Thoughts on Russia’s Adoption Ban

Thoughts on Russia’s Adoption Ban

This morning Vladimir Putin signed the bill (that had already passed through Russian Parliament) into effect.  Russia will no longer be allowing US families to adopt their orphans.  Not us.  Not even those in process; an estimated 46-52 children (depending on the report you read) who are already promised to US families will now be cut out of the process entirely and caused to stay in Russia.

This after our being interviewed for two news stations yesterday about our thoughts on the “pending” ban.  One can be seen on the website for Denver CBS 4 (once they post it) and the other on Colorado Springs KKTV 11.

After our interview was posted on the news’ website page, a coupe of people commented:

Commenter #1: “I understand couples wanting a baby, but why not adopt a baby here in the U.S.?  Makes me wonder if they can’t pass the adoption regulations here so they go to a foreign country?  Just wondering.”

Commenter #2: “Russians need to learn to help their own children and US children need real homes with US parents. I hope this passes.”

Commenter #3: “It’s sad that this couple has gone thru this ordeal to have it fall apart at the last minute but as long as there are children without parents in the United States waiting to be adopted, our country needs to put strict restrictions on overseas adoptions. Take care of our own orphans that are placed in foster homes where some are taken in just for the extra money. Now before anyone jumps all over me about that statement, not all foster care is like that. It would be nice if every child had a home and a loving family, but let’s start here at home first.”

Besides the comment made by my own mother (bless her heart), this represents all comments made.  Is it me or do people seem callous and unenlightened?  I posted this response:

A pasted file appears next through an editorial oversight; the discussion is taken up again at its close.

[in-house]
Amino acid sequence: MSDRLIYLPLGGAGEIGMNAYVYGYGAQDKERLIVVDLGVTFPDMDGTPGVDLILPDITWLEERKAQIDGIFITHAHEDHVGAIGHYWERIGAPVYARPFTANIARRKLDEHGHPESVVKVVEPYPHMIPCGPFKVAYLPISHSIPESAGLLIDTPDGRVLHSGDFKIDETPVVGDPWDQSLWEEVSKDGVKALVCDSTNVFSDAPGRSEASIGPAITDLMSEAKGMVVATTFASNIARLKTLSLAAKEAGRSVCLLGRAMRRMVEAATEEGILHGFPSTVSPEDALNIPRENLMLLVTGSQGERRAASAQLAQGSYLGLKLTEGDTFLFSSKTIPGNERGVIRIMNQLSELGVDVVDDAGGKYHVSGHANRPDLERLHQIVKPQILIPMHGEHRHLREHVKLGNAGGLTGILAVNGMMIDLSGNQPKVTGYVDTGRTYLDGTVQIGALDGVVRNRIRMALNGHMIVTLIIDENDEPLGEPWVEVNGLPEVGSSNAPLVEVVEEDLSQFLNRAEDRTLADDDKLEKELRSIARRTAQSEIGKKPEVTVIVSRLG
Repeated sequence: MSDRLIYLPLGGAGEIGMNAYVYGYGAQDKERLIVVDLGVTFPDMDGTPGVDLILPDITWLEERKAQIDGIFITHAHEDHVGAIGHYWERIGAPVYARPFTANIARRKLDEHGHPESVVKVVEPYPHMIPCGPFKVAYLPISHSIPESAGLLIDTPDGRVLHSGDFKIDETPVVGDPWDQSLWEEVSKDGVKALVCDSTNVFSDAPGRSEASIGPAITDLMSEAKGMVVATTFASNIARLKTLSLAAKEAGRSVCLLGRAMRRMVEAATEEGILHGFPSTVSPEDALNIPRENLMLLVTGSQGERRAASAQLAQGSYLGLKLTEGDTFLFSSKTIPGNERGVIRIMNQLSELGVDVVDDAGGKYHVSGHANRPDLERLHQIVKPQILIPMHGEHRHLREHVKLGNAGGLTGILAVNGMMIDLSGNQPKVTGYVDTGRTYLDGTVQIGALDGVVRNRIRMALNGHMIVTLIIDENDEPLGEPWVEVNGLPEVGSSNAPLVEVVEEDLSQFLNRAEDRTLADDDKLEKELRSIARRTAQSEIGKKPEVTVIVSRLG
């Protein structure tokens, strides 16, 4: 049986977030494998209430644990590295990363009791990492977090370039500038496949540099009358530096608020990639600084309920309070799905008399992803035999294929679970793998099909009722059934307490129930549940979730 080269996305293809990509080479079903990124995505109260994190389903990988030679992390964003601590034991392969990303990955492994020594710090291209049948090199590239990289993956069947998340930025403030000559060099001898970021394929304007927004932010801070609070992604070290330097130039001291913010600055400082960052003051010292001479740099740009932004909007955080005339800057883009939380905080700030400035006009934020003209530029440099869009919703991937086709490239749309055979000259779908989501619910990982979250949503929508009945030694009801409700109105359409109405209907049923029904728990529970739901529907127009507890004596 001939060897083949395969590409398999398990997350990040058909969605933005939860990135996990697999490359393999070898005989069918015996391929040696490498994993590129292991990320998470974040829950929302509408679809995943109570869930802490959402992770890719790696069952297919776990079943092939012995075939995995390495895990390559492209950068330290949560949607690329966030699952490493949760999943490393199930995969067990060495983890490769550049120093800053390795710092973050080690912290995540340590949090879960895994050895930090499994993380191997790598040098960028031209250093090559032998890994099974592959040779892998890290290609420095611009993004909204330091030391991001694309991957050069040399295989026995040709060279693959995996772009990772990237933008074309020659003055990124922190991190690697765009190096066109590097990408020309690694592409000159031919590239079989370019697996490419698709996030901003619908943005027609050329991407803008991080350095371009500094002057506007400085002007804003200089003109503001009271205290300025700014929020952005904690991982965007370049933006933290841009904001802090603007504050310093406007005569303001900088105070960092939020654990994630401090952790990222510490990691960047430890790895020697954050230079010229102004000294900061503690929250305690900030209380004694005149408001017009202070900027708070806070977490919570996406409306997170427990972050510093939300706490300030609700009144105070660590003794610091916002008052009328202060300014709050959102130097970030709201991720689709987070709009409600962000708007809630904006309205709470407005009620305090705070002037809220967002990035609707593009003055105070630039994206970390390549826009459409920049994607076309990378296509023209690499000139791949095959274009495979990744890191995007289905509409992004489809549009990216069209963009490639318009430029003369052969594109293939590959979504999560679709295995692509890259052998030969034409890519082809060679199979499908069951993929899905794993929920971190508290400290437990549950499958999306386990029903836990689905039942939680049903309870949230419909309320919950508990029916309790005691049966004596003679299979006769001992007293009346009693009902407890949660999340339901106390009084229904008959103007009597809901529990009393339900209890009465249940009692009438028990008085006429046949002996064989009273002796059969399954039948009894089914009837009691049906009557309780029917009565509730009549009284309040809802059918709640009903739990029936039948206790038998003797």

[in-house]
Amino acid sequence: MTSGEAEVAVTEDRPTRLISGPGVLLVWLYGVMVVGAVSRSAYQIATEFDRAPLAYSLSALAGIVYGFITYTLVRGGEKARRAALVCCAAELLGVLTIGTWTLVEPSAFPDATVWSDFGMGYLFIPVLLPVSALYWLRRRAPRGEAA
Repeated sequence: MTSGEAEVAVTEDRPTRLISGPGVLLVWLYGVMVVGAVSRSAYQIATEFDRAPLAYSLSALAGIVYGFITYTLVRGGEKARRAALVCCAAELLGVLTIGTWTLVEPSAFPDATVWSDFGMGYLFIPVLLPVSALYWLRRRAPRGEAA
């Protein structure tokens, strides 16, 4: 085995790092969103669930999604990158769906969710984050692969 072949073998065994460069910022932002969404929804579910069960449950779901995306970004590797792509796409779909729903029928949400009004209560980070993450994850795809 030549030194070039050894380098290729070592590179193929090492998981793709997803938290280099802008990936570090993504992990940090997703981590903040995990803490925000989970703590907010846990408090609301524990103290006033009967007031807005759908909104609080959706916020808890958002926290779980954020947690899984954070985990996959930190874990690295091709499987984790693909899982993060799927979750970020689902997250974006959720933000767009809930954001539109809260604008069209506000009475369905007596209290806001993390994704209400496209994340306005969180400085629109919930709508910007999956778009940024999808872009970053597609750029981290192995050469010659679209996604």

Sarah Wells: “We have been asked many times about why we would choose a foreign adoption over a local one.  The fact is, we are not against one or for the other.  All children who are without families need a loving family.  We believe that God has clearly instructed us to take care of the widows and orphans (James 1:27).  Is God a god of the whole world or not?  Does He desire us to follow His will only in our backyard?  I believe He does want this, but I also believe He is God of all and we are implored to love everyone, the world over.  I see interracial and interethnic families as beautiful examples of the intertwining of all God’s people.  From a more fiscal and logistical point of view, the children here in America have a different future than those in Russia (as an example because I feel familiar with the Russian orphan’s plight).  In America, an orphan is in the foster care system.  Not a system without flaws, to be sure, but a system that offers that chance to attach and bond with a loving family even without adoption.  This is the key to mental and emotional health as children age.  (Not that a permanent family isn’t better, because it is.)  In Russia, there are a few regions which offer foster systems but most offer dank and under-funded orphanages in which the children have few caretakers and less opportunity to bond.  They are malnourished and the children I have seen look like they are seven or eight years old when they are actually 14 and 15.  The Russian population is a great people who certainly are generous and could be expected to take care of their own orphans, and many do.  But by and large, they are not as financially able to do so as a “wealthy” people like the Americans.  So I find that the answer may be for us to take care of our own, but also for those who have the means to adopt from abroad and lessen the world strain on those orphans who have little chance of being helped by their own poor countries.   The main point is, take care of the orphans.  They are not in their situation by choice.  They are helpless victims and need love and support.”